I agree entirely with Murdo Fraser on the value of bilingualism and bilingual education. I say that as somebody who is fortunate enough to be bilingual—I share my first language with my children. Jenni Minto has a long track record of working in Gaelic-medium broadcasting, and I heard what she said about Gaelic-medium education in Oban. She asked me to raise the matter with the Cabinet Secretary for Education and Skills, and I give her an undertaking to do that. It was good to hear the praise from Roz McCall, which I hope was heard by the officers of Perth and Kinross Council, who have worked so hard to make the Mòd the success that it has been. It was also good to hear the encouragement for young people to speak the language and take part in the wider cultural activities that are associated with Gaelic culture. I heard, too, Claire Baker’s calls for innovation in the promotion of the language. That is important.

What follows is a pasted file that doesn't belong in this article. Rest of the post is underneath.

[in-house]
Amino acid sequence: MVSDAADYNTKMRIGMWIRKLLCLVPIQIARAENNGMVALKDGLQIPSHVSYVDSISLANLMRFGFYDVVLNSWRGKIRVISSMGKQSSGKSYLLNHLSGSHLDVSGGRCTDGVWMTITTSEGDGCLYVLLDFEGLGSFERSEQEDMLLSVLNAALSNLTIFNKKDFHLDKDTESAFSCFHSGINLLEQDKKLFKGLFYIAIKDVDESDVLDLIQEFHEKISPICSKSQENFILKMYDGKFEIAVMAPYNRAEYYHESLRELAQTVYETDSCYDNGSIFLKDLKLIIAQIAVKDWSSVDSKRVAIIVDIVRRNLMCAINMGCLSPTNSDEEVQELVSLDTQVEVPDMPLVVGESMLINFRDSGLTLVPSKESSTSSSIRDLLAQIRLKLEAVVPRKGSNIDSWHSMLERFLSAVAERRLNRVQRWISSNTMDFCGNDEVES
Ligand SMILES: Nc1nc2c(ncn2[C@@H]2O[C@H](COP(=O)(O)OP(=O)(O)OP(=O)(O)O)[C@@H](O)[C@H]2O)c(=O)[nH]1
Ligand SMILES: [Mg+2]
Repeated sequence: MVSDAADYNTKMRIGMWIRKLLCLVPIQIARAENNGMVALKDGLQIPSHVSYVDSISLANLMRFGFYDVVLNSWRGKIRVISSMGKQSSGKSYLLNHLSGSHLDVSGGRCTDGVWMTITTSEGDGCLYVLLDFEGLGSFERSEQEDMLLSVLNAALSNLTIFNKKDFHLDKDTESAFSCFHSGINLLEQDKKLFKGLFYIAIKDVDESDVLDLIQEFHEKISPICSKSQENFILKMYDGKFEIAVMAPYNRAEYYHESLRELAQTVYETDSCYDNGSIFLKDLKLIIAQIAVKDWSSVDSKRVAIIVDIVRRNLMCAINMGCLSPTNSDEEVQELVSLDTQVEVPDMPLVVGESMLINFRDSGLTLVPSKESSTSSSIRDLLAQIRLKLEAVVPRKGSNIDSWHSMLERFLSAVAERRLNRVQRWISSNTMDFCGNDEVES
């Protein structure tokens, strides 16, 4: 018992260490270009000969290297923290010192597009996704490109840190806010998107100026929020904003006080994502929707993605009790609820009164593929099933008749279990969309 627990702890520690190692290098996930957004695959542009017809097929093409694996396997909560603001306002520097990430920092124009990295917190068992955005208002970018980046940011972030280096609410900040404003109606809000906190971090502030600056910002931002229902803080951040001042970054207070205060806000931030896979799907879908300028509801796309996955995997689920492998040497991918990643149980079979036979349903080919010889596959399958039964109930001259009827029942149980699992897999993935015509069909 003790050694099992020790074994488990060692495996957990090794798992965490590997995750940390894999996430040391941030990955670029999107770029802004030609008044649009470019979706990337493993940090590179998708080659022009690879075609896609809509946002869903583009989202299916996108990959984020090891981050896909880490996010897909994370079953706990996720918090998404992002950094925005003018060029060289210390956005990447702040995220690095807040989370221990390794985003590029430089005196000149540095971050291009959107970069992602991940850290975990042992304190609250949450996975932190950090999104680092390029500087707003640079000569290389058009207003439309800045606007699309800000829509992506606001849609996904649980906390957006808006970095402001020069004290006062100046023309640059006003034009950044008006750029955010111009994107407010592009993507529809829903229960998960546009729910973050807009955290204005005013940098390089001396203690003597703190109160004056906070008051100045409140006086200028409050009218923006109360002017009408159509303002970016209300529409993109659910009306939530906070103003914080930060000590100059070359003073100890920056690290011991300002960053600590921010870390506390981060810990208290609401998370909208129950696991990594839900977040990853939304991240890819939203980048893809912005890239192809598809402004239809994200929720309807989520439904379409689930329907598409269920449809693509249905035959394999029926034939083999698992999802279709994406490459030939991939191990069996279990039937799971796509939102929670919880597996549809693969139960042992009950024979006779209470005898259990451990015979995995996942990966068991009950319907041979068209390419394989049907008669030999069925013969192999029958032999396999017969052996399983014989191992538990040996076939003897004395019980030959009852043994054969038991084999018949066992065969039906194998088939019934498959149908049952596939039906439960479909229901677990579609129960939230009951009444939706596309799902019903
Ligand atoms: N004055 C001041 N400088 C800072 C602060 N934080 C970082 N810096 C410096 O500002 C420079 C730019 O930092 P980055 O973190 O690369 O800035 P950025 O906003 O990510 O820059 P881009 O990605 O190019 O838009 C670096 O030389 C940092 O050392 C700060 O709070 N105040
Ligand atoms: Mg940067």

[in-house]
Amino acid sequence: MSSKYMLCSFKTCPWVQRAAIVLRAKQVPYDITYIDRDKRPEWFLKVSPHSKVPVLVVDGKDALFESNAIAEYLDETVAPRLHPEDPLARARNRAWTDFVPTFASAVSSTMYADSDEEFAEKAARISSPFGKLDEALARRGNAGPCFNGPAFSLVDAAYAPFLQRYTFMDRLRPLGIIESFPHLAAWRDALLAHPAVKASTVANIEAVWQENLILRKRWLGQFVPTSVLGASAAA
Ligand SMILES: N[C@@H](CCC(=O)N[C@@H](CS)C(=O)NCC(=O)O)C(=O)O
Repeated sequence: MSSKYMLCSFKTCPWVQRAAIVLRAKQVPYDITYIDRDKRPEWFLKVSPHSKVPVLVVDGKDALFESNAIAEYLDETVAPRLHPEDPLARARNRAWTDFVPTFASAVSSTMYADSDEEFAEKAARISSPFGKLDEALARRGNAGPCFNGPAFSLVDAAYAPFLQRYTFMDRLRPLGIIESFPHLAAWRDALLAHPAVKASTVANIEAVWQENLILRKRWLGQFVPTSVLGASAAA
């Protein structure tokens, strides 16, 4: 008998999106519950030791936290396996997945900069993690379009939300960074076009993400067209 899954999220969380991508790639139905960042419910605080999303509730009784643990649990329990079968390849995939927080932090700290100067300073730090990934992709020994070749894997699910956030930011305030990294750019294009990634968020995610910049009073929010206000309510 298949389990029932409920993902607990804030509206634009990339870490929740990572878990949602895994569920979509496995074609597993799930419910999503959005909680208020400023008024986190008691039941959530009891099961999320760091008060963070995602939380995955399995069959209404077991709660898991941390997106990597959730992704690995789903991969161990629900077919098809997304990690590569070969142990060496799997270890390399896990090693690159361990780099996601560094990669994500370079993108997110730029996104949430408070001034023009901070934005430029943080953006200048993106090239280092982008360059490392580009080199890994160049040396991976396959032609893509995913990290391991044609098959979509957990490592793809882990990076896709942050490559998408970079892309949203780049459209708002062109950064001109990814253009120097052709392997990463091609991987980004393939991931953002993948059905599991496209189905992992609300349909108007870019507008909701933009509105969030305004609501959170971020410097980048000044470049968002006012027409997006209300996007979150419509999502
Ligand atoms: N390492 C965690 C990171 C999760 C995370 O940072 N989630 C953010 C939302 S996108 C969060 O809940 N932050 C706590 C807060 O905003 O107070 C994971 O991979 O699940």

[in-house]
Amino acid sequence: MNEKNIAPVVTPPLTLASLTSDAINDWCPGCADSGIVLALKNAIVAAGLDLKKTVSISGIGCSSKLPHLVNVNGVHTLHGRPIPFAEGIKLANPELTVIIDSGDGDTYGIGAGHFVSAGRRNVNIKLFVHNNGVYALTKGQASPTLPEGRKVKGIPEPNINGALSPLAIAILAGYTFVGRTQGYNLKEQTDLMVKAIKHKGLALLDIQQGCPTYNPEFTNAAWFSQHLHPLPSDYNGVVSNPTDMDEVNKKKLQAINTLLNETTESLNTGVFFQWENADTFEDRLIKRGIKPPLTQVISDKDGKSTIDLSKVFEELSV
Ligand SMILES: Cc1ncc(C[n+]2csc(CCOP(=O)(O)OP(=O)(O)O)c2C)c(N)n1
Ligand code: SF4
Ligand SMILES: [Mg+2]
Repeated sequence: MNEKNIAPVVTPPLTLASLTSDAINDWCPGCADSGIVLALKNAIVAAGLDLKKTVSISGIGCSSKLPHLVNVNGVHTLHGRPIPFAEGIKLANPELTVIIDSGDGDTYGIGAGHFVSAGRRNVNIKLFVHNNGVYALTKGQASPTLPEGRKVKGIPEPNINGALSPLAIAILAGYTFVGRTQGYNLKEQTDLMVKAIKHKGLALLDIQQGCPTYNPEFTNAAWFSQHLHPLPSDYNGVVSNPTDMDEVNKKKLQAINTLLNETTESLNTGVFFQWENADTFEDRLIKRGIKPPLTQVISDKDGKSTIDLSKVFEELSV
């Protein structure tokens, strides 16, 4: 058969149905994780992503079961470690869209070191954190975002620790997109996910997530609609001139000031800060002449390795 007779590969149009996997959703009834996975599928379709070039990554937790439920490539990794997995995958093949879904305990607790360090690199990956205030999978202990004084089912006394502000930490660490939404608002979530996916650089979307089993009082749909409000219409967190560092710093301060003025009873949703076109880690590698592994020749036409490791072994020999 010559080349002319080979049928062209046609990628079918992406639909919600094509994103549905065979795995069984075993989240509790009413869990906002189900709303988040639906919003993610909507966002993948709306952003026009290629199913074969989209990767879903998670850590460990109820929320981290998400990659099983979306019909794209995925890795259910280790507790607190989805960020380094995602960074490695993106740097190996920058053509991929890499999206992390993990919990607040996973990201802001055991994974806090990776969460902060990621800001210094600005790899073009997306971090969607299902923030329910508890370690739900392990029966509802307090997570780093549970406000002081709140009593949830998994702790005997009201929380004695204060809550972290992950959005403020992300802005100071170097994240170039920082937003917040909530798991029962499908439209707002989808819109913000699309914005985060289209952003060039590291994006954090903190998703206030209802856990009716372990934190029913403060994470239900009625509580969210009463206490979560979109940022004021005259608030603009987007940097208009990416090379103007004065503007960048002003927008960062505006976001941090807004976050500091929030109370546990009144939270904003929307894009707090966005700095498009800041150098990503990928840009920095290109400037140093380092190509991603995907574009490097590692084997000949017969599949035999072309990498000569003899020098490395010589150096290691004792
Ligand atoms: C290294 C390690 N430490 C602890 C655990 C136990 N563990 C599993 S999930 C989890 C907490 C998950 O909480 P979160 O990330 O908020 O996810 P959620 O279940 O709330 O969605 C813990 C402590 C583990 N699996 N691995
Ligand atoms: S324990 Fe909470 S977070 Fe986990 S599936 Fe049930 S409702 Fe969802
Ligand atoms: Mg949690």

Alasdair Allan stood as the living embodiment of such encouragement, as he is somebody who—in case people did not know—is a Gaelic learner who now speaks, I am well informed, impeccable Gaelic. That leads me to my total agreement with Donald Cameron—I share his disappointment that his colleague Murdo Fraser did not make his speech in Gaelic. I am sure that it was just an oversight. Perhaps he can follow the inspiration of Dr Allan—we look forward to his next speeches on the subject in Gaelic. The contribution of Emma Roddick, who is learning the language, is encouragement to us all that it is never too late to learn. [Applause.]

As members have said, this is the 10th time that the Mòd has been to Perth, and it was a welcome return to a full-scale event following the pandemic. I am aware that my colleagues Shirley-Anne Somerville and Deputy First Minister John Swinney attended several of the opening events, which were well attended by Gaels and non-Gaels alike. I congratulate An Comunn Gàidhealach on its continued hard work to promote and support the use of the Gaelic language in everyday community life over time.